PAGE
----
Getting Crypto Tax Reporting Right

Photo by André François McKenzie on Unsplash

One area that has been of particular interest for us while developing Snowball has been Tax Optimization. When we began this journey we looked at every possible way we are able to make the process of cryptocurrency investing more user-friendly, from start to finish and everything in between.

Back in March of 2014, the IRS addressed cryptocurrencies as what they call “virtual” currency. While acknowledging that virtual currency is used like “real” currency they stated that it has no legal tender status in any jurisdiction therefore for US Federal Income Tax purposes it is not a currency but rather a capital asset and treated as intangible personal property. For example, stocks, bonds, and other investment property are generally capital assets. Inventory and other property held mainly for sale to customers in a trade or business are examples of property that is not a capital asset. The full Notice 2014–21 issued by the IRS addressing this can be read here.

Like stocks or bonds, you will need to pay taxes on any capital gains made by the sale or trade of your cryptocurrency coins but if you’ve taken a loss it will help lower your tax bill. Usually, on sales of stocks or bonds, your brokerage firm will send you a 1099 statement. However, that is not the case with most crypto-exchanges.

When you invest in a cryptocurrency portfolio through Snowball we simplify the process by documenting all taxable events, for everyone. At the end of the year, it’s as easy as downloading your statement for simplified and convenient tax reporting.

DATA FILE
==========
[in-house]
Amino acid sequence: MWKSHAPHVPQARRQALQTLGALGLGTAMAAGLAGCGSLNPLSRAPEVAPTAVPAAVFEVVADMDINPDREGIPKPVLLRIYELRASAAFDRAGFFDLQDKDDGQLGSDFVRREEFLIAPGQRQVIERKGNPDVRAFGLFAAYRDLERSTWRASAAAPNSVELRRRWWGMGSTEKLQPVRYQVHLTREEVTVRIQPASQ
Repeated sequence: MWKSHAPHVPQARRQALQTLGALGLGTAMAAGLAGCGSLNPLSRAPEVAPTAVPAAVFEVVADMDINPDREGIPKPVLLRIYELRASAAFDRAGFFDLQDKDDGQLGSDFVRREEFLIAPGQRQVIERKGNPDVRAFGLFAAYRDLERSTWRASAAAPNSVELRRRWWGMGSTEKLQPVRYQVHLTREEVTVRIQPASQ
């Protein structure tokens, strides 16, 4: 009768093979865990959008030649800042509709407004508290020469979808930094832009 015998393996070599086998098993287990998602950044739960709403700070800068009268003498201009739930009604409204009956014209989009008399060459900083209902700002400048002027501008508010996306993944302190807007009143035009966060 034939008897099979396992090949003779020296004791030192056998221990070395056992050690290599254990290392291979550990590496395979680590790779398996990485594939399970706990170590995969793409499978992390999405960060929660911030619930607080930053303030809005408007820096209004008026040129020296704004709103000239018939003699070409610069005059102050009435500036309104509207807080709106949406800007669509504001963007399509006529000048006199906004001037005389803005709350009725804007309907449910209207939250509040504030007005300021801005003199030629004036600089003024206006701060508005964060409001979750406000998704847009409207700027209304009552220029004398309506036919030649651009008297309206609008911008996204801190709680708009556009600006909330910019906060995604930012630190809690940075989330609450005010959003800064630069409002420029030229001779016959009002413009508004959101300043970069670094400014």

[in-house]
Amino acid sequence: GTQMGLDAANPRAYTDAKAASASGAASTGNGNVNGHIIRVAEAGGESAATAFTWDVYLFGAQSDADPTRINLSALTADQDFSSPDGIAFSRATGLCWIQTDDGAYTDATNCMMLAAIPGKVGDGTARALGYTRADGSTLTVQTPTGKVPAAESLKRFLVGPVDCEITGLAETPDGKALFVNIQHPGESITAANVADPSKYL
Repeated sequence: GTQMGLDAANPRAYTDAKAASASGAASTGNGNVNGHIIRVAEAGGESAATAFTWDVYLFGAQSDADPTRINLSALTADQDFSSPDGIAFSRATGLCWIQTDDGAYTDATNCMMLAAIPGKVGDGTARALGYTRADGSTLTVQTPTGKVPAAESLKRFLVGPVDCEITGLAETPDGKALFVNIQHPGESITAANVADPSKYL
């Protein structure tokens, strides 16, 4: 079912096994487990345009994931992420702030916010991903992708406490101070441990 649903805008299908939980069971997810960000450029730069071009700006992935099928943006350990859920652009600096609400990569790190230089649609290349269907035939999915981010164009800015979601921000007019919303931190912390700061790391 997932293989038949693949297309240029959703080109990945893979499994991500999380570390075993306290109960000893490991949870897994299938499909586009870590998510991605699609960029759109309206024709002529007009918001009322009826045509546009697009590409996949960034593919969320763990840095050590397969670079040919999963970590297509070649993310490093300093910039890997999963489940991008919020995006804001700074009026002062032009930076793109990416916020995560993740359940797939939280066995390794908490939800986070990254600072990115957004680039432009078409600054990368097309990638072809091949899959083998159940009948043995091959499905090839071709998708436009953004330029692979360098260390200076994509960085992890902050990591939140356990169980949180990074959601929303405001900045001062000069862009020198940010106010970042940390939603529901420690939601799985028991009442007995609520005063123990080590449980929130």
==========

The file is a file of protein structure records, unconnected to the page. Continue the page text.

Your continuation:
In general, you don’t need to report or pay taxes on your cryptocurrency holdings however you do need to report when you sell, trade or earn coins. You’ll need to include the transaction when you bought the crypto as well as when you sold it separately, reporting on Schedule D your purchase price and sale price for each individual transaction. For earned coins, you’ll need to deduct employment taxes on either a W2 form or 1099. Coins that are received as gifts are also taxable and you will inherit the cost basis from the person who gave it to you. This makes things a bit more complicated for those that are buying and selling more frequently or for those who are regularly paid in crypto. For U.S. Tax purposes the fair market value of virtual currency in USD will need to be reported as of the date of payment or receipt. What may also surprise you is that even if you are not cashing your crypto out for USD, let’s say you are trading your bitcoin for another altcoin, that is still considered a taxable event and must be reported as such.

To sign up for our waitlist and be one of the first to use the app when we officially launch visit secret.snowball.money.